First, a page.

Q. Given your travels around the archdiocese over the past 18 months and especially since becoming apostolic administrator, what observations do you have about the life of faith of Catholics and their parishes in central and southern Indiana?

A. Two observations spring to mind immediately. One is the sincere Catholic faith that is present within the people of the Archdiocese of Indianapolis.

I think it’s a part of the environment of the whole state, which is actually a very spirit-filled state. It treats religion and worship as a very serious and important part of people’s lives.

I think the state of Indiana, in total, is ripe for the evangelization of Catholicism because it is such a fertile ground for religion in general. If we can bring the message of the truth of Catholicism to more people, we’re going to see some good results in terms of people becoming a part of our true Catholic faith.

Second, what I see in the Archdiocese of Indianapolis is not a diocese that is shrinking, but one that is growing.

What we’re experiencing, though, is a shift in demographics. While over the next few years we’ll see some shrinkage in many parts of the archdiocese where parishes will be merged or clustered or closed, that’s more because the number of people are simply no longer present in the farm communities and counties that have been in the past.

But we’re also seeing growth, not just around Indianapolis, but around New Albany. We’re seeing growth in and around towns like Greensburg, where I just blessed a new school. And hopefully we’ll see the construction of a new and larger church there.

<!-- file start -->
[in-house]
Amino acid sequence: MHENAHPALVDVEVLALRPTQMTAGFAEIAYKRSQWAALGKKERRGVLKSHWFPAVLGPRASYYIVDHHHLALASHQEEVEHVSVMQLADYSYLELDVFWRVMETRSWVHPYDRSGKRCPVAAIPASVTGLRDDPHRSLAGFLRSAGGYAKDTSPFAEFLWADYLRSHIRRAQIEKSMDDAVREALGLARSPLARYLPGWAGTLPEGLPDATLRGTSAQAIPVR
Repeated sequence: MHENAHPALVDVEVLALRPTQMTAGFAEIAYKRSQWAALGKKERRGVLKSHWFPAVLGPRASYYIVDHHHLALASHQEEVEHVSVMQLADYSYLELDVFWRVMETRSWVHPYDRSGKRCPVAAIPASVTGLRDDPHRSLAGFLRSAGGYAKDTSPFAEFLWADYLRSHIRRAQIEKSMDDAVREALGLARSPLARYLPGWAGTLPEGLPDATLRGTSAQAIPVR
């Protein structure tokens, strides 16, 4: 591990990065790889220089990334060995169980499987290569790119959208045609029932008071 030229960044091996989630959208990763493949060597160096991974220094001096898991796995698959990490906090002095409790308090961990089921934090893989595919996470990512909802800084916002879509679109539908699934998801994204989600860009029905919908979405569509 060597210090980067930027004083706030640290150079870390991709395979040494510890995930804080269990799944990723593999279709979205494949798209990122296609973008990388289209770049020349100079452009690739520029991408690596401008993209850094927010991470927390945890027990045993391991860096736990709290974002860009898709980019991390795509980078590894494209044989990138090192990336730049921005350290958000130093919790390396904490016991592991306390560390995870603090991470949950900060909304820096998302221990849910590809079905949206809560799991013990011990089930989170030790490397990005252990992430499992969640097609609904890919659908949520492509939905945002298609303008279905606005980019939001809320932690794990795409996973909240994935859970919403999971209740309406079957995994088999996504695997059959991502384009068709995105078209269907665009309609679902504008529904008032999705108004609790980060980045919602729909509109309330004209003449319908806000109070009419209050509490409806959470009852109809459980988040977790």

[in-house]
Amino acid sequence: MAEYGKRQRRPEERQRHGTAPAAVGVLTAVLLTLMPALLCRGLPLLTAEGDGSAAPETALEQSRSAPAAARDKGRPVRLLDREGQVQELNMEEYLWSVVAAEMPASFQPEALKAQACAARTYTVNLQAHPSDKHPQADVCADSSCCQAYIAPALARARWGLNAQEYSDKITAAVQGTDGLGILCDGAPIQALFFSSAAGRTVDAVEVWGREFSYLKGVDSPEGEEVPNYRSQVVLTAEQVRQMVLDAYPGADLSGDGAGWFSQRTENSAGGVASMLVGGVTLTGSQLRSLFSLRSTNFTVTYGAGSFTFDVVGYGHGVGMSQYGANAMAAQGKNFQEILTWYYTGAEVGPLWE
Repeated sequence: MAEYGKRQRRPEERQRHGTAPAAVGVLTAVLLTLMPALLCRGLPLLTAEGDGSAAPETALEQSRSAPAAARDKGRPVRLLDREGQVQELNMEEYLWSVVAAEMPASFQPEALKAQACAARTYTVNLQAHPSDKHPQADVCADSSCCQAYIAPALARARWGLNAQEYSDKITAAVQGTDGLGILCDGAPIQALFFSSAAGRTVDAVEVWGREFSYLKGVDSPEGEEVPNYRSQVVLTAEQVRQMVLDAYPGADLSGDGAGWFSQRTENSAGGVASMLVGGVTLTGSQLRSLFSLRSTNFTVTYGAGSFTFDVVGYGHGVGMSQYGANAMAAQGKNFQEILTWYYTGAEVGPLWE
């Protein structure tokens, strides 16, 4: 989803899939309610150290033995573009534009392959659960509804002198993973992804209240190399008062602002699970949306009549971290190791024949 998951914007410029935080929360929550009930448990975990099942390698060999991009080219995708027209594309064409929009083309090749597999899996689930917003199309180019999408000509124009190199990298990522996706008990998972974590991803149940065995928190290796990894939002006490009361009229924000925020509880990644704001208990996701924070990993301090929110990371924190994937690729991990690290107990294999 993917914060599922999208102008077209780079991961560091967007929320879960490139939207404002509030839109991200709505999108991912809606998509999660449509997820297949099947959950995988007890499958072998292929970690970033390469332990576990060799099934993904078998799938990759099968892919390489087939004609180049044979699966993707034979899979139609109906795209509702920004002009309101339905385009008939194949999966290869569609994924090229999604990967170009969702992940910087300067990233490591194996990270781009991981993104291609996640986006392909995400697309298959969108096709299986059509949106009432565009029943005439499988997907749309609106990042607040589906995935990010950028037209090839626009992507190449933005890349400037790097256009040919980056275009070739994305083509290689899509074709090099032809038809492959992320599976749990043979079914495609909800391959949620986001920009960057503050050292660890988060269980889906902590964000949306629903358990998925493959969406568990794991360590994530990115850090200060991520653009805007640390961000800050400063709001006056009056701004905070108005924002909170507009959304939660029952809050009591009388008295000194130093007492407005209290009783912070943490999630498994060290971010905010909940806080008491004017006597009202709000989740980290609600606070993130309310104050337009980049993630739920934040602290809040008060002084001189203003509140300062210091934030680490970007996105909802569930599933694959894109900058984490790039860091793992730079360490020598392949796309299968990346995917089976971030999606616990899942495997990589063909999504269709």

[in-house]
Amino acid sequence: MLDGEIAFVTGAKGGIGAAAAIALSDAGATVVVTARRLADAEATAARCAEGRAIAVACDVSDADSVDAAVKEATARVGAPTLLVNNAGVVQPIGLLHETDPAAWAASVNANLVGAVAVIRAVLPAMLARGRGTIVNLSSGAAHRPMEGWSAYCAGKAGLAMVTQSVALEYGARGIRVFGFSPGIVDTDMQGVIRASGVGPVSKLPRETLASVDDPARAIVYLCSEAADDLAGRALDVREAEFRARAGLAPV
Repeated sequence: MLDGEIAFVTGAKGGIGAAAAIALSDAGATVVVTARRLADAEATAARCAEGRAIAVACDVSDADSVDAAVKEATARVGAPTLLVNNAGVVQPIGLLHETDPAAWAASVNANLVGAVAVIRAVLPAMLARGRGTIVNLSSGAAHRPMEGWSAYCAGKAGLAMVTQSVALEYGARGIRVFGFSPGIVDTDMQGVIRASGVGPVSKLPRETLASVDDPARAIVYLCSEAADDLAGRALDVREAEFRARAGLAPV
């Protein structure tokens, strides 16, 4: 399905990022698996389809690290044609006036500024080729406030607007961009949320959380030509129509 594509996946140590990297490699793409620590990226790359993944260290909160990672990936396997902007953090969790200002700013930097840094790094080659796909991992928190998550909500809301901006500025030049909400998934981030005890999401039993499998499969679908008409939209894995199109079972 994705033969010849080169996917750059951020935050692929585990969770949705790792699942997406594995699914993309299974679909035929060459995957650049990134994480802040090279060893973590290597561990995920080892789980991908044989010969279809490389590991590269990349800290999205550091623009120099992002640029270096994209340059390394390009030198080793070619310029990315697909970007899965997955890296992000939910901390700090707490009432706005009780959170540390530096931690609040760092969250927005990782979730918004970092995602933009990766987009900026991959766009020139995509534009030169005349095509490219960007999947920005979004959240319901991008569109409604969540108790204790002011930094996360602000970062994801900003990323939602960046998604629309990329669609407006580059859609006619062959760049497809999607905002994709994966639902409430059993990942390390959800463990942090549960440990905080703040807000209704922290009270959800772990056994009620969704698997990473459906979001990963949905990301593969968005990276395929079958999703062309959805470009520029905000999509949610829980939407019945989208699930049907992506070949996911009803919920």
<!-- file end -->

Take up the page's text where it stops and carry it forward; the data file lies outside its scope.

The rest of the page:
You look at the growth in some of the outlying areas around Indianapolis like Brownsburg, Greenwood, Greenfield and Shelbyville. The numbers are going up there. The numbers of Catholics as a percentage of the people in the counties of southern and central Indiana are growing as well.

Q. How can this time of transition be a time of hope for Catholics in central and southern Indiana?

A. It’s a time of hopefulness about the future because it’s shown how well the archdiocese can continue to function in a healthy way even in spite of the present apostolic administrator.

While we’re waiting avidly for our next archbishop and we’ll love him and embrace him when he comes, the health of the body of Christ is not dependent on one member alone, no matter how important he may be in the long term.

I like to think back to the story in Matthew 7 about the house that’s built on a strong foundation of rock that, when the winds blow and the rains come, the house stands still.

Well, that’s what the Archdiocese of Indianapolis is. It’s built on a strong foundation of rock of all the people who have gone before us marked with the sign of faith, and all the thousands of people who now worship in all of our Catholic churches across our great archdiocese in southern and central Indiana. †


(Visit the website of Bishop Coyne here)